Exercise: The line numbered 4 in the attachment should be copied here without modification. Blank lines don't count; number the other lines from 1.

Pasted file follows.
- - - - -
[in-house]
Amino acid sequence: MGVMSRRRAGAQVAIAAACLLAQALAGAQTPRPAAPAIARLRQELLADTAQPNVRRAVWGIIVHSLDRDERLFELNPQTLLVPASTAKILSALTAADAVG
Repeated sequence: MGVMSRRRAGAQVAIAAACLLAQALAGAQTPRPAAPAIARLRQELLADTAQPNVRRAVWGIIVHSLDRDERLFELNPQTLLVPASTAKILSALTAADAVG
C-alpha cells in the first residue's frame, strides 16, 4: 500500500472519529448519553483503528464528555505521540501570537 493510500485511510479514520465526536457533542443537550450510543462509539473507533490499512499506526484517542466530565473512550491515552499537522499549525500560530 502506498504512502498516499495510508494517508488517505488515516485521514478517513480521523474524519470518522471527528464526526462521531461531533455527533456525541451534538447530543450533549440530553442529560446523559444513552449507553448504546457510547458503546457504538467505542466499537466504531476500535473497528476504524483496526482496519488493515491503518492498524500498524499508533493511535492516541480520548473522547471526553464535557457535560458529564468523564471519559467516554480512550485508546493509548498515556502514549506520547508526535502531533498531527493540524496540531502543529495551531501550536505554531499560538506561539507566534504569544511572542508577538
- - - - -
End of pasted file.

C-alpha cells in the first residue's frame, strides 16, 4: 500500500472519529448519553483503528464528555505521540501570537 493510500485511510479514520465526536457533542443537550450510543462509539473507533490499512499506526484517542466530565473512550491515552499537522499549525500560530 502506498504512502498516499495510508494517508488517505488515516485521514478517513480521523474524519470518522471527528464526526462521531461531533455527533456525541451534538447530543450533549440530553442529560446523559444513552449507553448504546457510547458503546457504538467505542466499537466504531476500535473497528476504524483496526482496519488493515491503518492498524500498524499508533493511535492516541480520548473522547471526553464535557457535560458529564468523564471519559467516554480512550485508546493509548498515556502514549506520547508526535502531533498531527493540524496540531502543529495551531501550536505554531499560538506561539507566534504569544511572542508577538